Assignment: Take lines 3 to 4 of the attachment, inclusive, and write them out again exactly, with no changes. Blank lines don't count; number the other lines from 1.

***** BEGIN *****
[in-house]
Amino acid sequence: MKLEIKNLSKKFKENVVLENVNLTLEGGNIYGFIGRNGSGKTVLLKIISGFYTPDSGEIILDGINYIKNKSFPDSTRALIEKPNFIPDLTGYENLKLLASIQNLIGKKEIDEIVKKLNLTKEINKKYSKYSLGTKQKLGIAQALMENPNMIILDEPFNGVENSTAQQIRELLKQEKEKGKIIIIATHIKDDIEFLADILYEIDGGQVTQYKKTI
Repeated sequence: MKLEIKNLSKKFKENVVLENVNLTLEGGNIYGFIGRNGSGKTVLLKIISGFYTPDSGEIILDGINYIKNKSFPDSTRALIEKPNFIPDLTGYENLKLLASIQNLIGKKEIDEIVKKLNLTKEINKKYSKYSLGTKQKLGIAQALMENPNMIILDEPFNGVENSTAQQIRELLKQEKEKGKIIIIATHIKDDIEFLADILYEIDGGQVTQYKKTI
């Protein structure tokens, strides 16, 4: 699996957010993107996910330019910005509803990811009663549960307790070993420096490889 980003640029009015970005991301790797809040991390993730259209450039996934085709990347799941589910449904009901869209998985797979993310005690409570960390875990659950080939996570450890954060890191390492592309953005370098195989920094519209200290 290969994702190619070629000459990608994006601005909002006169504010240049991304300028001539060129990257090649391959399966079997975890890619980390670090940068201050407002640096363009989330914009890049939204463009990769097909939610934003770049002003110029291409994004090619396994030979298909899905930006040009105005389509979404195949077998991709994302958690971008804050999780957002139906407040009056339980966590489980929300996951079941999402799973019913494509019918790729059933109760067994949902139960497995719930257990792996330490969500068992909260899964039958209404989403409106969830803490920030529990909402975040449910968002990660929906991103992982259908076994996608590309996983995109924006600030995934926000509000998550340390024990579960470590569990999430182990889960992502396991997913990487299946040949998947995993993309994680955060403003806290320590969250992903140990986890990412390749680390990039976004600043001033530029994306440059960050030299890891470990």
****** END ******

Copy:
Repeated sequence: MKLEIKNLSKKFKENVVLENVNLTLEGGNIYGFIGRNGSGKTVLLKIISGFYTPDSGEIILDGINYIKNKSFPDSTRALIEKPNFIPDLTGYENLKLLASIQNLIGKKEIDEIVKKLNLTKEINKKYSKYSLGTKQKLGIAQALMENPNMIILDEPFNGVENSTAQQIRELLKQEKEKGKIIIIATHIKDDIEFLADILYEIDGGQVTQYKKTI
């Protein structure tokens, strides 16, 4: 699996957010993107996910330019910005509803990811009663549960307790070993420096490889 980003640029009015970005991301790797809040991390993730259209450039996934085709990347799941589910449904009901869209998985797979993310005690409570960390875990659950080939996570450890954060890191390492592309953005370098195989920094519209200290 290969994702190619070629000459990608994006601005909002006169504010240049991304300028001539060129990257090649391959399966079997975890890619980390670090940068201050407002640096363009989330914009890049939204463009990769097909939610934003770049002003110029291409994004090619396994030979298909899905930006040009105005389509979404195949077998991709994302958690971008804050999780957002139906407040009056339980966590489980929300996951079941999402799973019913494509019918790729059933109760067994949902139960497995719930257990792996330490969500068992909260899964039958209404989403409106969830803490920030529990909402975040449910968002990660929906991103992982259908076994996608590309996983995109924006600030995934926000509000998550340390024990579960470590569990999430182990889960992502396991997913990487299946040949998947995993993309994680955060403003806290320590969250992903140990986890990412390749680390990039976004600043001033530029994306440059960050030299890891470990």